Boyle McCauley News

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After-School Music Lessons at St. Teresa of Calcutta

Doing what is best for the children.

Students perform at the instrument graduation at St. Teresa. Leah Rempel

Every school day, 30 students at St. Teresa of Calcutta School gather between 3 and 6 p.m. to practice choral singing and learn to play a musical instrument. This program, called Youth Orchestra of Northern Alberta-Sistema, is funded and managed by the Edmonton Symphony Orchestra.

The “Saint T” students, in grades 1 to 3, start with cardboard replicas of violins and cellos. When they have learned the parts of the instruments and how to respect them, they graduate to real instruments provided through donations.

Site Manager Kristin Swirles keeps it all organized. She ensures that the children have snacks and a bus ride home, takes them outside during breaks to play and burn off pent-up energy, communicates with parents and teachers, and much more.

The day this writer visited St. Teresa, the children were in choir practice. The lesson included chanting exercises, singing together (not faster or slower than others, as the group leader explains), clapping in unison, volume up and down (with the musical terms forte and piano introduced), and telling a story with your voice (a version of charades).

The activities are designed to allow extensive physical movement and provide emotional support and encouragement. “We’re very proud of you,” Stephanie Urquhart tells the students. Urquhart is an accompanist who works alongside the teaching artists hired by the ESO to deliver the program. “The teachers and staff have an astonishing amount of patience,” says D.T. Baker, the ESO’s musicologist and interpreter.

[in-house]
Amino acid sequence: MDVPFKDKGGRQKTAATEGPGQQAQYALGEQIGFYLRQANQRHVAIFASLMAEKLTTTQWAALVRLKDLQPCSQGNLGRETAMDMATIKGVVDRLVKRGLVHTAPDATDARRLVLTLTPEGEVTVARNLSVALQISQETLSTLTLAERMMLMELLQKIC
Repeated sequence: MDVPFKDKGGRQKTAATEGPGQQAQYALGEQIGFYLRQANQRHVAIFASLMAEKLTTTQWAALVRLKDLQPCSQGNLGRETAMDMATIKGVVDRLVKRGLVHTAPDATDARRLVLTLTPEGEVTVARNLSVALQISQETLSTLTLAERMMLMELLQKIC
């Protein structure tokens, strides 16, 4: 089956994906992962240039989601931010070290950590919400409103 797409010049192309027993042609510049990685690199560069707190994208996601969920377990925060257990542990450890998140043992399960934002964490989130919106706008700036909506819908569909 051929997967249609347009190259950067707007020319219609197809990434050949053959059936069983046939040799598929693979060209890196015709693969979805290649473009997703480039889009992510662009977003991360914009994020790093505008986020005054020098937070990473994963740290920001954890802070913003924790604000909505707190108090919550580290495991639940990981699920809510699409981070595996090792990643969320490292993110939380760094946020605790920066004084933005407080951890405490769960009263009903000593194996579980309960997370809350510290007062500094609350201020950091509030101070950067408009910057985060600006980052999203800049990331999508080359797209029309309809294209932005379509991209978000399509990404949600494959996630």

In keeping with the El Sistema philosophy (see sidebar), Baker says, “Participants are chosen on the basis of interest and need rather than musical talent.”

“Several members of the ESO are very committed to the program,” Baker says, “as is President and CEO Annemarie Petrov.” They have promoted it by contacting school boards, and working to ensure that funding and donations make the program available at no cost to the families.

“The program is very popular and very successful,” Baker says.

Edmonton’s YONA-Sistema program serves a total of 115 students. In addition to the St. Teresa program, the main YONA-Sistema site is at St. Alphonsus School, where the senior orchestra is based. St. Alphonsus is also home of the woodwind and percussion sections. At Alexander First Nation, a modified version of the Sistema program is offered twice a week during school hours.

On January 24, students from all three sites who had graduated to the full YONA-Sistema orchestra (La Bruyere Orchestra), performed at a free concert at the Winspear Centre.

About YONA-Sistema
YONA-Sistema is modelled on the El Sistema project developed in Caracas, Venezuela during the 1970s. In this city – one of the poorest in the world, with accompanying social issues such as gang violence – Dr. Jose Abreu used music instruction to promote social change and teach the values of unity, harmony, and mutual compassion. Abreu encouraged other cities to adopt or adapt his idea, and Edmonton’s became the third such program in Canada, established in 2013 at St. Teresa of Calcutta.

Anita Jenkins is a retired writer and editor who lives in Boyle Street.

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